Histories from the First 25 Years of the World Wide Web
Edited By Niels Brügger
Web 25: Histories from the First 25 Years of the World Wide Web celebrates the 25th anniversary of the Web. Since the beginning of the 1990s, the Web has played an important role in the development of the Internet as well as in the development of most societies at large, from its early grey and blue webpages introducing the hyperlink for a wider public, to today’s multifacted uses of the Web as an integrated part of our daily lives.
This is the first book to look back at 25 years of Web evolution, and it tells some of the histories about how the Web was born and has developed. It takes the reader on an exciting time travel journey to learn more about the prehistory of the hyperlink, the birth of the Web, the spread of the early Web, and the Web’s introduction to the general public in mainstream media. Furthermore, case studies of blogs, literature, and traditional media going online are presented alongside methodological reflections on how the past Web can be studied, as well as accounts of how one of the most important source types of our time is provided, namely the archived Web.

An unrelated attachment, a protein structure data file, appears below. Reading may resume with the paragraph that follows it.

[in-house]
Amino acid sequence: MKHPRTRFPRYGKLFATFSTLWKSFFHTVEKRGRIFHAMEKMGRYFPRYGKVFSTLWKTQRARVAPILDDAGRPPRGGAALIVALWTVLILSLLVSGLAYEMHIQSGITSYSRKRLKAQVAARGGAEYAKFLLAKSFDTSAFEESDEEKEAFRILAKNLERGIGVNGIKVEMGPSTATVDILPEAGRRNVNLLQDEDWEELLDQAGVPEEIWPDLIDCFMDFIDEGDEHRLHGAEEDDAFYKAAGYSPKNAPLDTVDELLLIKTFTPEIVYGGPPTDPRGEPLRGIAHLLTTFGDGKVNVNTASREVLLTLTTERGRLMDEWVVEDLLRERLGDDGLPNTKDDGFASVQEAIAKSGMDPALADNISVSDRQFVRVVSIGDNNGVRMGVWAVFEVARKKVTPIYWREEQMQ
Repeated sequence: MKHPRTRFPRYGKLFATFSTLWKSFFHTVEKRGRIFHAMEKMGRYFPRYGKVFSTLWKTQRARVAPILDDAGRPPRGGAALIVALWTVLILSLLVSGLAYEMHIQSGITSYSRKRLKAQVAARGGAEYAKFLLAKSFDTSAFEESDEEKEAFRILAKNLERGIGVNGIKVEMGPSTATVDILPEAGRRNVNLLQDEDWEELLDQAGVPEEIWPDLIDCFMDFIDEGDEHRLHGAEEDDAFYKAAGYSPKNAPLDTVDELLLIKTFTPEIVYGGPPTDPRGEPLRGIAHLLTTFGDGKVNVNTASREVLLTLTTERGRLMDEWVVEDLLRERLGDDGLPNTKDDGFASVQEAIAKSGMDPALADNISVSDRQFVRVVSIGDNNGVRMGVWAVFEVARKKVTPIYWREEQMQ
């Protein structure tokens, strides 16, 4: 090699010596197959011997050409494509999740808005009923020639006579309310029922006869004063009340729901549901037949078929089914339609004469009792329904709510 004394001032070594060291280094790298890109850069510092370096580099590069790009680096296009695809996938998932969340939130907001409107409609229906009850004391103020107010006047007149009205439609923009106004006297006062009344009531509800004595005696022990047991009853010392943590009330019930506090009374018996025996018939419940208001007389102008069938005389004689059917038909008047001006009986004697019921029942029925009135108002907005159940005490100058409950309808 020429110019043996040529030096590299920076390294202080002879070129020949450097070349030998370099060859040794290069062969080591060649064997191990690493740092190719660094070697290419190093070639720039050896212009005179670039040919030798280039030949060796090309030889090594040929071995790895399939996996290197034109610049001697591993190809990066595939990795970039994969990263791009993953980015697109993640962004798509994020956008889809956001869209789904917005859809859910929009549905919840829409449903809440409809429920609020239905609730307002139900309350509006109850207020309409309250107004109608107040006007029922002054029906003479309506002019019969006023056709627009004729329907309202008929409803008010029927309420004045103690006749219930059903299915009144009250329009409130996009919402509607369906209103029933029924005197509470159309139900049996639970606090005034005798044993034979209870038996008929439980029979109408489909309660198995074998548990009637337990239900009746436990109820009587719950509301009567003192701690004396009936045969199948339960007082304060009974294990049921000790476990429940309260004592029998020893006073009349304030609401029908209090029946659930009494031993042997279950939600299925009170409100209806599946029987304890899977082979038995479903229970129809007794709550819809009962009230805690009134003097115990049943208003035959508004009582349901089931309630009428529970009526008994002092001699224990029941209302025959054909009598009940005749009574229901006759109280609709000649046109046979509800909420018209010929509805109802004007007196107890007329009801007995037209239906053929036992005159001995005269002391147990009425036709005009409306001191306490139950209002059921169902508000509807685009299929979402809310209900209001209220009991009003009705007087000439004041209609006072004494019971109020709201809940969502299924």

Web 25: Histories from the First 25 Years of the World Wide Web is a must-read
for anyone interested in how our online present has been shaped by the past.
List of Figures
Figure 4.1: No. of articles making reference to the ‘world wide web’ in major (English language) international newspapers on a monthly basis from August 1991 to December 1995 (Source: LexisNexis search results)
Figure 7.1: Earliest image of The Age Online still extant on the Wayback Machine. By this time, the copyright dispute had been resolved, and reporters’ stories ran in full on the site. Screenshot: June 2, 2016
Figure 7.2: Fairfax advertising site running on the Age Online, May 1996. Screenshot from the Wayback Machine, November 3, 2015
Figure 9.1: The number of trackers that have been detected by the Tracker Tracker tool per year on the archived NYT front pages in the IAWM between 1996 and 2011
Figure 9.2: Names and types of the trackers that have been detected by the Tracker Tracker tool per year on the archived NYT front pages in the IAWM between 1996 and 2011
Figure 10.1: The Deutsches Museum website in a snapshot from 1998
Figure 10.2: The virtual museum ‘Leonardo Virtuale’ on the website of Museo della Scienza
Figure 10.3: The homepage of the Science Museum in a snapshot from 2007
You are not authenticated to view the full text of this chapter or article.
This site requires a subscription or purchase to access the full text of books or journals.
Do you have any questions? Contact us.Or login to access all content.